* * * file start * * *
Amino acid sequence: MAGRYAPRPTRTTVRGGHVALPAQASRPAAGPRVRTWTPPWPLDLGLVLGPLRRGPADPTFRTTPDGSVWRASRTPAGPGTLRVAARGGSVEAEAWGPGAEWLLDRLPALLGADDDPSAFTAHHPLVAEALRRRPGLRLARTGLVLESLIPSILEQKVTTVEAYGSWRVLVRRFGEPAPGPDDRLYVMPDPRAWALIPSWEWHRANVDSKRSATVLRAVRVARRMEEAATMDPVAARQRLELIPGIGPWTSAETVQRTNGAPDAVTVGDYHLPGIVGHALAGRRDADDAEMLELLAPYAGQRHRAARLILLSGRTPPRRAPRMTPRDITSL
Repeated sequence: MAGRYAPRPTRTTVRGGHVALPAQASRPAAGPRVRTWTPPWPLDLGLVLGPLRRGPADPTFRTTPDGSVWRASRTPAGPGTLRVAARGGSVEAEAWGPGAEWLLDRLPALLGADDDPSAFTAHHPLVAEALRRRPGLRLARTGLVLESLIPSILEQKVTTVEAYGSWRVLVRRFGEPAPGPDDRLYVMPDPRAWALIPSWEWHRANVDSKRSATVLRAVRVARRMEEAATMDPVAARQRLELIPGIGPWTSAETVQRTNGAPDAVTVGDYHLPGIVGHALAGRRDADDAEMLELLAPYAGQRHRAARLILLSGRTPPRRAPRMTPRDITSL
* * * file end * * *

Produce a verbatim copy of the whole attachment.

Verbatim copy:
Amino acid sequence: MAGRYAPRPTRTTVRGGHVALPAQASRPAAGPRVRTWTPPWPLDLGLVLGPLRRGPADPTFRTTPDGSVWRASRTPAGPGTLRVAARGGSVEAEAWGPGAEWLLDRLPALLGADDDPSAFTAHHPLVAEALRRRPGLRLARTGLVLESLIPSILEQKVTTVEAYGSWRVLVRRFGEPAPGPDDRLYVMPDPRAWALIPSWEWHRANVDSKRSATVLRAVRVARRMEEAATMDPVAARQRLELIPGIGPWTSAETVQRTNGAPDAVTVGDYHLPGIVGHALAGRRDADDAEMLELLAPYAGQRHRAARLILLSGRTPPRRAPRMTPRDITSL
Repeated sequence: MAGRYAPRPTRTTVRGGHVALPAQASRPAAGPRVRTWTPPWPLDLGLVLGPLRRGPADPTFRTTPDGSVWRASRTPAGPGTLRVAARGGSVEAEAWGPGAEWLLDRLPALLGADDDPSAFTAHHPLVAEALRRRPGLRLARTGLVLESLIPSILEQKVTTVEAYGSWRVLVRRFGEPAPGPDDRLYVMPDPRAWALIPSWEWHRANVDSKRSATVLRAVRVARRMEEAATMDPVAARQRLELIPGIGPWTSAETVQRTNGAPDAVTVGDYHLPGIVGHALAGRRDADDAEMLELLAPYAGQRHRAARLILLSGRTPPRRAPRMTPRDITSL